On March 13, 2006, Plaintiff's motion for summary judgment was granted in part and denied in part. This court found that the Illinois Election Code provisions regarding the casting of absentee ballots, 10 Ill. Comp. Stat. 5/19-9, violated absentee voters' due process rights. Although plaintiffs had been damaged by the rejection of their ballots, this Court did not find that economic damages were appropriate or that equitable relief was required beyond what was necessary to implement a constitutional absentee voting system. This court ordered that both Parties present proposed procedures for providing timely notice and pre-deprivation hearing to absentee voters whose absentee ballots have been rejected. The proposals are currently pending. Presently before the court is Defendants' motion to dismiss for mootness based on the newly passed P.A. 94-1000.


When reviewing a motion to dismiss for lack of subject matter jurisdiction pursuant to Federal Rules of Civil Procedure 12(b)(1), the court must accept as true all well-pleaded factual allegations and draw all reasonable inferences in favor of the plaintiff. See Long v. Shorebank Dev. Corp., 182 F.3d 548, 554 (7th Cir. 1999). The movant may use affidavits and other material to support its motion, United Phosphorus, Ltd. v. Angus Chem. Co., 322 F.3d 942, 946 (7th Cir. 2003), and the court may look beyond the pleadings and weigh any evidence that has been submitted on the issue to determine whether subject matter jurisdiction exists. See id; Long, 182 F.3d at 554.


Defendants argue that the passage of the P.A. 94-1000 provides procedures for timely notice and pre-deprivation hearings for absentee voters, rendering Plaintiffs' claims of inadequate due process for absentee voters moot. Generally, when a statue is enacted while litigation is pending which gives the Plaintiff what he or she sought in the litigation, the underlying claim is rendered moot. Miller v. Benson, 68 F.3d 163 (7th Cir. 1995). Defendants apply a two-pronged analysis to determine whether the newly enacted statute renders the litigation moot. National Black Police Ass'n v. District of Columbia, 323 U.S. App. D.C. 292 (D.C. Cir. 1997). Although this court is not bound by the decisions of other circuits, due weight is given to their reasoning and standards.

In National Black Police Ass'n, the D.C. Circuit required that the party moving for mootness demonstrate that (1) there is no reasonable expectation that the alleged violation will recur, and (2) interim relief or events have completely and irrevocably eradicated the effects of the alleged violation." Id. Defendants argue that the new P.A. 94-1000 meets both these prongs in the current litigation by providing all Illinois absentee voters whose ballots were rejected with timely notice (sent within 4 days) and opportunity for a pre-deprivation hearing before final canvass with a panel of three election judges.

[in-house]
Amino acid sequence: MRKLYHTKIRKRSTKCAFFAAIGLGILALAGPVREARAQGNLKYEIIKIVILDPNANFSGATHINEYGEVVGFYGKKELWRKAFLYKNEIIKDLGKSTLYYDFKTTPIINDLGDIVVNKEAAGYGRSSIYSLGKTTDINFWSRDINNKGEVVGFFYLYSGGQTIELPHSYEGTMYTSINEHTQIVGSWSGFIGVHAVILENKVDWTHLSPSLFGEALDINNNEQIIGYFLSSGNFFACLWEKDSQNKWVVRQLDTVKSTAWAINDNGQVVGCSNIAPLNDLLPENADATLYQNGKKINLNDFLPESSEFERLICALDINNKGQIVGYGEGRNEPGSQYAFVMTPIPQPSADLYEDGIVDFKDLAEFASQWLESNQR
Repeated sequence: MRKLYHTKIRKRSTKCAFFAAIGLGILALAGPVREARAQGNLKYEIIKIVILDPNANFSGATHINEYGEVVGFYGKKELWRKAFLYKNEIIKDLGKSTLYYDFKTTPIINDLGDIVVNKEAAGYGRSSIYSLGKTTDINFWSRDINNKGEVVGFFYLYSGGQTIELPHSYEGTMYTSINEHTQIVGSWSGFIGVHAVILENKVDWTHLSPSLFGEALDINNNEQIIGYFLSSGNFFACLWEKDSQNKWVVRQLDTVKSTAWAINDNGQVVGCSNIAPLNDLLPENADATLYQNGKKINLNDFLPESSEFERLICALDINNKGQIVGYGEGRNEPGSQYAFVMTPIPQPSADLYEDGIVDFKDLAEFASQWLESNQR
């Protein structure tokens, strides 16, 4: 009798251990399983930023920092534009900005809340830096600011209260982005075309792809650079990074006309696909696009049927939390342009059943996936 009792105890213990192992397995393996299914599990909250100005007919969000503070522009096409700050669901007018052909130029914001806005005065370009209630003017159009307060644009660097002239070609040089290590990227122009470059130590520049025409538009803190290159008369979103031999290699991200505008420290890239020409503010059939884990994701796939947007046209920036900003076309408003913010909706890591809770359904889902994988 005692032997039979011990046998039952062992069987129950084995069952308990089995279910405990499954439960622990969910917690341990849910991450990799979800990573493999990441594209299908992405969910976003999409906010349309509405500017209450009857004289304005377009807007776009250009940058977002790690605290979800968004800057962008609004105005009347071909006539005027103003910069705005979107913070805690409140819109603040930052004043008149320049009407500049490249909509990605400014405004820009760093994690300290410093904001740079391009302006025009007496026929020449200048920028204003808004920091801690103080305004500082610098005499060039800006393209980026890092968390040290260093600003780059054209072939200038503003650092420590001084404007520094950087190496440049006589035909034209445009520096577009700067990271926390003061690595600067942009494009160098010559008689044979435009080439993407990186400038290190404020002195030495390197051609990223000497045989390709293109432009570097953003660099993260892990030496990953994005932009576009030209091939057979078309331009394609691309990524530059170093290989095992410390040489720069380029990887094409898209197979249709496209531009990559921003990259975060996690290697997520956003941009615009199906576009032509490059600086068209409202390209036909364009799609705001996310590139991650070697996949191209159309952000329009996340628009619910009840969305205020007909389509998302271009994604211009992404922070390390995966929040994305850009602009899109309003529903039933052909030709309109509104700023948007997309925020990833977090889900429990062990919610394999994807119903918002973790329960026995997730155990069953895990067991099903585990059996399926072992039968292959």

We agree with the Defendants as to timely notice, but find the Defendants' arguments for pre-deprivation hearing unsatisfactory on two counts. First, as the Plaintiffs allege, the Act leaves open how absentee voters who are absent for a long period of time would be given an opportunity to be heard. Individuals who are absent for the period that covers the in-person absentee voting dates as well as the dates available for the pre-deprivation hearing before the three election judges are denied the opportunity to be heard prior to the final canvass, because he or she could not appear in person. However, it is precisely for the voters who cannot appear in person that an absentee voting system exists. Thus, the alleged violation may recur for those who are absent for an extended period of time, and the statute does not completely eradicate the effects of the alleged violation. As such, the issue of the whether the statute properly remedies the constitutional violation remains "live," and Plaintiffs' claim is not moot.

Second, we are not satisfied with the Defendants' response as to whether local election authorities are prepared to have a panel of election judges available after the election to decide disputes. Defendants' answer to this court's inquiry summarized the provisions of the statute, but did not address the feasibility and practical implementation process of the pre-deprivation hearing. It is unclear how often and for what duration all three judges will sit for hearing. Will there be a panel of three judges waiting to hear rejected absentee voter objections everyday? Are the local authorities prepared to implement this? Are there resources and judges in place for this coming election? While legislation has taken a step towards remedying Plaintiffs' constitutional violations, it is not yet clear that the implementation will yield a constitutional absentee voting system. Because questions still remain as to the details of the pre-deprivation hearing, we can not conclude that there is no reasonable expectation that the alleged violation would recur, or that the statutory relief completely eradicates the alleged violation. Thus, the case is not moot.


For the foregoing reasons, Defendants' motions to dismiss for mootness is DENIED, and this court retains jurisdiction over this case. This court does not reach the issue of attorney's fees and costs at this stage of the proceedings.